All of the parties to this action are owners of residential lots in the Jordan Woods Subdivision in Chatham County, North Carolina. Defendants acquired title to Lot 18 in this subdivision by deed dated 13 June 1995. The deed provides that Lot 18 is subject to the Declaration of Restrictions and Easements for Jordan Woods Subdivision, recorded on 10 January 1978 in the Chatham County Registry. These restrictions, inter alia, prohibit the location and use of “trailers” in the subdivision.
Prior to purchasing Lot 18, defendants met with the owners of the lot as well as the attorney for the owners. At this meeting, the defendants discussed their intention of constructing a modular home on the lot and showed the owners and the attorney the plans for their home. The defendants were assured that their modular home would not violate the restrictive covenant. The defendants later learned that the owners of the adjacent lot had been permitted to build a modular home on their lot in 1987. On 14 June 1995, the defendants obtained a building permit from Chatham County for the construction of a modular home and detached garage. On 1 September 1995, installation of the defendants’ modular home was begun.
On 7 September 1995, plaintiffs filed a complaint and a motion for preliminary injunction alleging that defendants had begun to construct a “trailer” in violation of the restrictive covenant. Following a hearing on the matter, the trial court entered an order dated 21 September 1995 denying plaintiff’s motion for a preliminary injunction.
Both parties subsequently filed motions for summary judgment which were were heard on 30 April 1996. By an order dated 6 May 1996, the trial court granted defendants’ motion for summary judgment.
*479At the outset, we first note that summary judgment is appropriate only “if the pleadings, depositions, answers to interrogatories, and admissions on file, together with the affidavits, if any, show that there is no genuine issue as to any material fact and that any party is entitled to a judgment as a matter of law.” N.C. Gen. Stat. § 1A-1, Rule 56(c) (1990); Snipes v. Jackson, 69 N.C. App. 64, 71-72, 316 S.E.2d 657, 661, disc. review denied and appeal dismissed, 312 N.C. 85, 321 S.E.2d 899 (1984). Further, the trier of fact “must consider the evidence in the light most favorable to the nonmovant, and the slightest doubt as to the facts entitles him to a trial.” Snipes, 69 N.C. App. at 72, 316 S.E.2d at 661.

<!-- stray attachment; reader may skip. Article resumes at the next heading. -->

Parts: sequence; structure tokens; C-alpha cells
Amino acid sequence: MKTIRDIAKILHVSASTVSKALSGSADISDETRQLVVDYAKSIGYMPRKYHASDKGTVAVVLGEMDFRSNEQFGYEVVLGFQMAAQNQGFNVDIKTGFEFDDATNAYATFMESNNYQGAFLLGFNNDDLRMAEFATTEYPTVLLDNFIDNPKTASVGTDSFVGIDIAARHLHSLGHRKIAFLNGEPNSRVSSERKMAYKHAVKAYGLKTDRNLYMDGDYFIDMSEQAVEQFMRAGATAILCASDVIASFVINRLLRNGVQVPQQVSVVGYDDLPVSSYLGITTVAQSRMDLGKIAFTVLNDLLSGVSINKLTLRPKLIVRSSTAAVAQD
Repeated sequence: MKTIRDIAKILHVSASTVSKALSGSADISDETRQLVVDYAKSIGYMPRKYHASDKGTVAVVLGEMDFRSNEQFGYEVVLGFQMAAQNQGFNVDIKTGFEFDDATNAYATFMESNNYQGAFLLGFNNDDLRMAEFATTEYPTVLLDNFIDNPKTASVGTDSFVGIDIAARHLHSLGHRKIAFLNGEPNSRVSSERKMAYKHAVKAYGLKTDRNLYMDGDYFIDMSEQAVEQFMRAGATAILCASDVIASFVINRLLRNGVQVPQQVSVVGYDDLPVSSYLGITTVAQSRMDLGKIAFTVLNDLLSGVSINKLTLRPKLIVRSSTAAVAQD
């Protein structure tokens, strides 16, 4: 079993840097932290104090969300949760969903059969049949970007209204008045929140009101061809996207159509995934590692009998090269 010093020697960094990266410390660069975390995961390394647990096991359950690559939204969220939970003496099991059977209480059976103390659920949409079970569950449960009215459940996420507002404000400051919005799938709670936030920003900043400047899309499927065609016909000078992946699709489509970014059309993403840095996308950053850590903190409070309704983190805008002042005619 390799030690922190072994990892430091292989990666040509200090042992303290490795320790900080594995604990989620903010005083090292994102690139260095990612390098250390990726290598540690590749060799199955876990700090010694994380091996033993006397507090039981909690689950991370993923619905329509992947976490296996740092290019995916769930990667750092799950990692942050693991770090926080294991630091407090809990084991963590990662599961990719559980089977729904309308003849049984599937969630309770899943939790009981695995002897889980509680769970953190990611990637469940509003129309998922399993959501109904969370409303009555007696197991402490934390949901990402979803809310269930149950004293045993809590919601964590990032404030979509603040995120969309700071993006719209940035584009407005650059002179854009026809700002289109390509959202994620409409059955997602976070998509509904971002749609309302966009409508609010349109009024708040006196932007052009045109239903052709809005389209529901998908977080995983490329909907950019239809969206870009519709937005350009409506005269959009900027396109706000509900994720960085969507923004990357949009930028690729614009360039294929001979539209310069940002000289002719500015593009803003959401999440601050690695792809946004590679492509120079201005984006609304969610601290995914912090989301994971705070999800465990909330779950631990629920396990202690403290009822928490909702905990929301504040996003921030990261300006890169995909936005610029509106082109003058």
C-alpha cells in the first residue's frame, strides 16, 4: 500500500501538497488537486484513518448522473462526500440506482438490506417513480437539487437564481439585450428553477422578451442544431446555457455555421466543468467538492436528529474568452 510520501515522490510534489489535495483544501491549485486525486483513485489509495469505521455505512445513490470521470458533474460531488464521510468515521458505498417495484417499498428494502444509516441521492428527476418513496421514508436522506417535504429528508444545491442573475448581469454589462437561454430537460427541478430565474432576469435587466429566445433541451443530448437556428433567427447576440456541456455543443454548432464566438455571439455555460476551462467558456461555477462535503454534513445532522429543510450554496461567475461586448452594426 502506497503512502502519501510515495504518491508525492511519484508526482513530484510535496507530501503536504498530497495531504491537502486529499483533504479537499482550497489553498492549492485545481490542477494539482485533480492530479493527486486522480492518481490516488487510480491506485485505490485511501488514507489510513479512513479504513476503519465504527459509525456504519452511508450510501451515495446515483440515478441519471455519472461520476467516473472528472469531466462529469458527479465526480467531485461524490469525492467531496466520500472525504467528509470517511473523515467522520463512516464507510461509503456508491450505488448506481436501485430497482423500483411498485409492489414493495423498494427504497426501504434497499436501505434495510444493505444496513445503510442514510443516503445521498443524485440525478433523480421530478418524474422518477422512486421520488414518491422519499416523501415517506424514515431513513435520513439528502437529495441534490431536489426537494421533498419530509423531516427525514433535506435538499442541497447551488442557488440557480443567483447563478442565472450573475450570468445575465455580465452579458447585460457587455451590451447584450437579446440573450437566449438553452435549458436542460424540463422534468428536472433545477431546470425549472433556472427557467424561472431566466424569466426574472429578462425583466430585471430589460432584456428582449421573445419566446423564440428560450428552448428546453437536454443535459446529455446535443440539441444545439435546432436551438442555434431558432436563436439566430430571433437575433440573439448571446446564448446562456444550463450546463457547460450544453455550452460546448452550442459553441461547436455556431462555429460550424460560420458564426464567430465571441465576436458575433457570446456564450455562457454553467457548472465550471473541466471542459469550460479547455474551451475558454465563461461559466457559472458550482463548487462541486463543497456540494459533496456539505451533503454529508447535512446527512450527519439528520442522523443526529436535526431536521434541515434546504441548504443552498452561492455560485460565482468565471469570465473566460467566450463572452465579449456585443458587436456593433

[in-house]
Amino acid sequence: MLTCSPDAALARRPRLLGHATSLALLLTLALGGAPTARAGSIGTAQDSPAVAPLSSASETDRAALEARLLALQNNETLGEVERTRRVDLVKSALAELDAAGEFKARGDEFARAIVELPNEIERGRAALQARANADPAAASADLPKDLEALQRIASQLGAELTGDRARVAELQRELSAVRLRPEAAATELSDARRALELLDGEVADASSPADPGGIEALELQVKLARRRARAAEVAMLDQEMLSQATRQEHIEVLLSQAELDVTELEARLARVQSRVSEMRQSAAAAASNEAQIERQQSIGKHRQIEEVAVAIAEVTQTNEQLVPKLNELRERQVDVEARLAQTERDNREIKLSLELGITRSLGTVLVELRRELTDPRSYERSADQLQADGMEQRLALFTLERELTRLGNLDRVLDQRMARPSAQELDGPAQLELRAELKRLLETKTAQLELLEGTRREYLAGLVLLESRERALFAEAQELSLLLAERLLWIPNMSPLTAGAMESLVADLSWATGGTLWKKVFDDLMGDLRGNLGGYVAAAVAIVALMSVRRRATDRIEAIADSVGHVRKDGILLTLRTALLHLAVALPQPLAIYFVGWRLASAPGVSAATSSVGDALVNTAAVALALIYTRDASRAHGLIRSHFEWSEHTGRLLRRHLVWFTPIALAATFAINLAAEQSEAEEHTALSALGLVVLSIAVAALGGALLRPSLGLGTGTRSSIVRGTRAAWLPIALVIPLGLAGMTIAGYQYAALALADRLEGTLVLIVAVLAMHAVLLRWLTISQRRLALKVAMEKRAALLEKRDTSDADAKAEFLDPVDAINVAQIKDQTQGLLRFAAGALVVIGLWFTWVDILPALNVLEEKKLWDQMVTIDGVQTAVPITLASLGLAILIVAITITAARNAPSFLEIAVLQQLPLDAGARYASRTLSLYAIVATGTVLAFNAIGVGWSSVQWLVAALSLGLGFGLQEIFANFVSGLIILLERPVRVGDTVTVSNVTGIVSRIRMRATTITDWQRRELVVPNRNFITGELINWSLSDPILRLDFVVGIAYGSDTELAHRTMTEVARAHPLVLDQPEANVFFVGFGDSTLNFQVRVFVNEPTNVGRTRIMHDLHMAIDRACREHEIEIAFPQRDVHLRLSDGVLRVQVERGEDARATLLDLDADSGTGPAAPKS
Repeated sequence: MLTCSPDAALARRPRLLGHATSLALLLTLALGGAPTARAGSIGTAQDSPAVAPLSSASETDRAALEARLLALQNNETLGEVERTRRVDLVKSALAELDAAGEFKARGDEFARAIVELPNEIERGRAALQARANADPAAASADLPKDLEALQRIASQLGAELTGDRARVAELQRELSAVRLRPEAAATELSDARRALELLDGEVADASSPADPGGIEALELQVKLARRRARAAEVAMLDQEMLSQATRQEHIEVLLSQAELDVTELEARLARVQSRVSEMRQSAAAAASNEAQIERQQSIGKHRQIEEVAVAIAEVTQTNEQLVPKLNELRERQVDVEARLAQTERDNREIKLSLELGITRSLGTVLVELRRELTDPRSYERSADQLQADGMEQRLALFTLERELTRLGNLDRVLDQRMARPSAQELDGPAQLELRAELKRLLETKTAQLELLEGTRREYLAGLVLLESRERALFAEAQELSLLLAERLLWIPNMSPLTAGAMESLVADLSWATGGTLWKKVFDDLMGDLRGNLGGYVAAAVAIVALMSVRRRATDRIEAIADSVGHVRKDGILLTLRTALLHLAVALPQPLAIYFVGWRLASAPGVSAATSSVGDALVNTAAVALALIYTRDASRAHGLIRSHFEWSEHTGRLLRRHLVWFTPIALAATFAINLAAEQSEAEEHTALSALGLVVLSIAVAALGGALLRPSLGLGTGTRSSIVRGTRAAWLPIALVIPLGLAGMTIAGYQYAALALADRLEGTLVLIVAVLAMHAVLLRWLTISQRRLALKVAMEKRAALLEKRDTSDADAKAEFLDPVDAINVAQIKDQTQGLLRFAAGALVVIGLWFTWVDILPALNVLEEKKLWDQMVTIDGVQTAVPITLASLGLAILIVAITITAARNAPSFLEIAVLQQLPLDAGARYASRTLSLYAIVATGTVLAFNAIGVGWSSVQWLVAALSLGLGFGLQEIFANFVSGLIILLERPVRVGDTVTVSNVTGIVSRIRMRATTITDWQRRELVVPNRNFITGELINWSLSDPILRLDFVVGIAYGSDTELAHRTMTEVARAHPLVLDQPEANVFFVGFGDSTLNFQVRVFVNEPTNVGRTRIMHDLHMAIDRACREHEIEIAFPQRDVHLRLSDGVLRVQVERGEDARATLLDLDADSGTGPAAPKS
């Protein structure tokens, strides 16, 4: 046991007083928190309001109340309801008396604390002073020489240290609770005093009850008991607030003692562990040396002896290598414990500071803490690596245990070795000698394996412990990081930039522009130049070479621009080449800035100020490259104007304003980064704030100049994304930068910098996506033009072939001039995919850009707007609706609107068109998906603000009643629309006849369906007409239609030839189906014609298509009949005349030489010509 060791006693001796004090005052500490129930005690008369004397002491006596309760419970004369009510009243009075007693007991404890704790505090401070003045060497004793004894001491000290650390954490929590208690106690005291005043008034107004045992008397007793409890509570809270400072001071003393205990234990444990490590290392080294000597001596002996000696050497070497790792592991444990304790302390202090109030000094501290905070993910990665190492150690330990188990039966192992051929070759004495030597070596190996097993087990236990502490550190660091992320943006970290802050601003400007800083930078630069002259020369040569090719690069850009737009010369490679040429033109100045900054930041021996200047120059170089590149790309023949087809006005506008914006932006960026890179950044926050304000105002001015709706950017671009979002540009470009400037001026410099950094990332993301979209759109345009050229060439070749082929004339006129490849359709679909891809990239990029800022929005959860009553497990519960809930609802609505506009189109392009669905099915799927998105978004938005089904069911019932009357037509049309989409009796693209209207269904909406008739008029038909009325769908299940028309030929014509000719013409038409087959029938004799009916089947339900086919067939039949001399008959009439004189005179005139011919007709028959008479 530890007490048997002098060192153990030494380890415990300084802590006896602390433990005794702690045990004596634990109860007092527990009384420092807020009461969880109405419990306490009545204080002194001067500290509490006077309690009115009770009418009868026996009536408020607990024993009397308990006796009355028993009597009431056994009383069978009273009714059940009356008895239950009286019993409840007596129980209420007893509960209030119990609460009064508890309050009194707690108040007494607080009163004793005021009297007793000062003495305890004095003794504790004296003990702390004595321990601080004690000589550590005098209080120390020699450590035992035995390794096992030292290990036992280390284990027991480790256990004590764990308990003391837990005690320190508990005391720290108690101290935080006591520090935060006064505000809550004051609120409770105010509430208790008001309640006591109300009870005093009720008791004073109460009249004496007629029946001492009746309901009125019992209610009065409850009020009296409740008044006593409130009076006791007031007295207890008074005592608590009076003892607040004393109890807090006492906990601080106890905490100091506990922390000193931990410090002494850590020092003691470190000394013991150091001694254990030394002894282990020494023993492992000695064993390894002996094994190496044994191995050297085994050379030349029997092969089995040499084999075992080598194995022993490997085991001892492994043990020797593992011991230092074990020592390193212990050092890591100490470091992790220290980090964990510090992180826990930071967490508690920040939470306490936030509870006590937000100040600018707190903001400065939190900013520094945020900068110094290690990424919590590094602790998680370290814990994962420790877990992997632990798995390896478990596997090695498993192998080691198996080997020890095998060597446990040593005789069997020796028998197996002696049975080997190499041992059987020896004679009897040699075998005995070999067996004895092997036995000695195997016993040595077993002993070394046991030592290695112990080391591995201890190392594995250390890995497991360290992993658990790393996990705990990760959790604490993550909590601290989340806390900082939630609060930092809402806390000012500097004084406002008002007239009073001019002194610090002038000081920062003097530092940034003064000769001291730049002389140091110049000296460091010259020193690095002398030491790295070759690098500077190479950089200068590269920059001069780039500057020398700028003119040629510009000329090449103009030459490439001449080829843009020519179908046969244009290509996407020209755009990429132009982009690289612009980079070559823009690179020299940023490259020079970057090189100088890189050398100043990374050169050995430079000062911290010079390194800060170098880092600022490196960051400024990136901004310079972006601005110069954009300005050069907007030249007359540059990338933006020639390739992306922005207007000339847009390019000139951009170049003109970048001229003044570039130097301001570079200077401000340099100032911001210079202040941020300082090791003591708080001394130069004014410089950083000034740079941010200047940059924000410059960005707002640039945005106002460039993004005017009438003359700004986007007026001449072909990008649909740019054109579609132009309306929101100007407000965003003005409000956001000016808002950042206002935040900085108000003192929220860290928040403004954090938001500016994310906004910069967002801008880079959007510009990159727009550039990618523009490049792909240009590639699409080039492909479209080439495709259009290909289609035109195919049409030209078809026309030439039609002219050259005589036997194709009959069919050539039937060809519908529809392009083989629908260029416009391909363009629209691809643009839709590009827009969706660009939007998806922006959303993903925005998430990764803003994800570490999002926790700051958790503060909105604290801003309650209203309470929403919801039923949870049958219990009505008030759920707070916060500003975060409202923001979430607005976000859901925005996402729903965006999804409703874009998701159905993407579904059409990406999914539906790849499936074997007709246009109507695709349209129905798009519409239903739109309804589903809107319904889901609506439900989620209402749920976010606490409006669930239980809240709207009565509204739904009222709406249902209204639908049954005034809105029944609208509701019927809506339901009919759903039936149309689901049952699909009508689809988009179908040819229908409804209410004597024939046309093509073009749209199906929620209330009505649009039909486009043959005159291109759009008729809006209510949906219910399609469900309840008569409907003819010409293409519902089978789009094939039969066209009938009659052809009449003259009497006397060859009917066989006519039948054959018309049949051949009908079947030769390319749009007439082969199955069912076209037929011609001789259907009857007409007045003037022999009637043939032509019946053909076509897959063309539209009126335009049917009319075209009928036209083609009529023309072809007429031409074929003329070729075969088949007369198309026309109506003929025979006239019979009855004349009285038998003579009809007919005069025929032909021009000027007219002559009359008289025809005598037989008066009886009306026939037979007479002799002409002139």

In this case, plaintiffs assign as error the trial court’s granting summary judgment for defendants and denial of plaintiffs’ motion for summary judgment because, as a matter of law, defendants’ home is a “trailer” within the meaning of the restrictive covenant. Paragraph 6 of the restrictive covenant provides in pertinent part that:
6. No structure of a temporary character, trailer ... or any other outbuilding shall be inhabited, located or used upon any building unit or lot at any time as a residence, either temporarily or permanently.
There are two types of framing systems for modular homes— steel or wood. The defendants chose to have their home constructed with a steel framing system. Although the framing system does not change the character of the home, it does determine the available methods for moving the home to the site. By choosing a steel framing system, the defendants could have their home delivered either by being lifted onto a dolly or by attaching a tongue and wheels to its steel frame. In order to save on expenses, the defendants chose to have their home delivered by attaching a tongue and wheels to its steel frame.
After the first two sections were delivered, they were attached to a permanent foundation of poured concrete with load bearing brick walls and support piers. The home as constructed consists of three bedrooms and three baths, and is situated on a 5.6 acre lot. It has a total of 3,647 square feet, which includes 2,132 square feet of living area; a 600 square foot back deck; a 156 foot front porch; and a 759 square foot three-car garage. At various stages both during and after completion of the home, it was inspected to insure compliance with the N.C. State Building Code (the Building Code).
*480This Court, in Starr v. Thompson, 96 N.C. App. 369, 371, 385 S.E.2d 535, 536 (1989), stated that “whether a dwelling is a mobile home under ... a covenant depends upon its characteristics. . . .” Id. As the N.C. State Building Code Council has recognized, “[m]odern construction techniques are daily changing what and how America builds. Factory built components, manufactured units, and/or complete manufactured buildings are finished products ready to be marketed.” N.C. State Bldg. Code, Volume VIII — Modular Constr. Regulations (1994). In light of this, it is important to distinguish between “mobile homes” or “trailers” and “modular homes.”
Although this Court has stated that “whether a dwelling is a mobile home [or trailer] . . . [does not depend] . . . upon what it is called by municipal zoning authorities or others or what government agency establishes the building standards,” Starr, 96 N.C. App. at 371, 385 S.E.2d at 536, such information will aid us in our analysis. According to the Building Code, the terms are defined as follows:
MANUFACTURED BUILDING — A structure consisting of one or more transportable sections built and labeled within a manufacturing plant facility in accordance with the appropriate State or Federal Construction Code which governs the structure’s intended usage when erected on a building site.
MANUFACTURED HOME (Mobile Home) — A manufactured building designed to be used as a single family dwelling unit which has been constructed and labeled indicating compliance with the HUD administered National Manufactured Housing Construction and Safety Standards Act of 1974.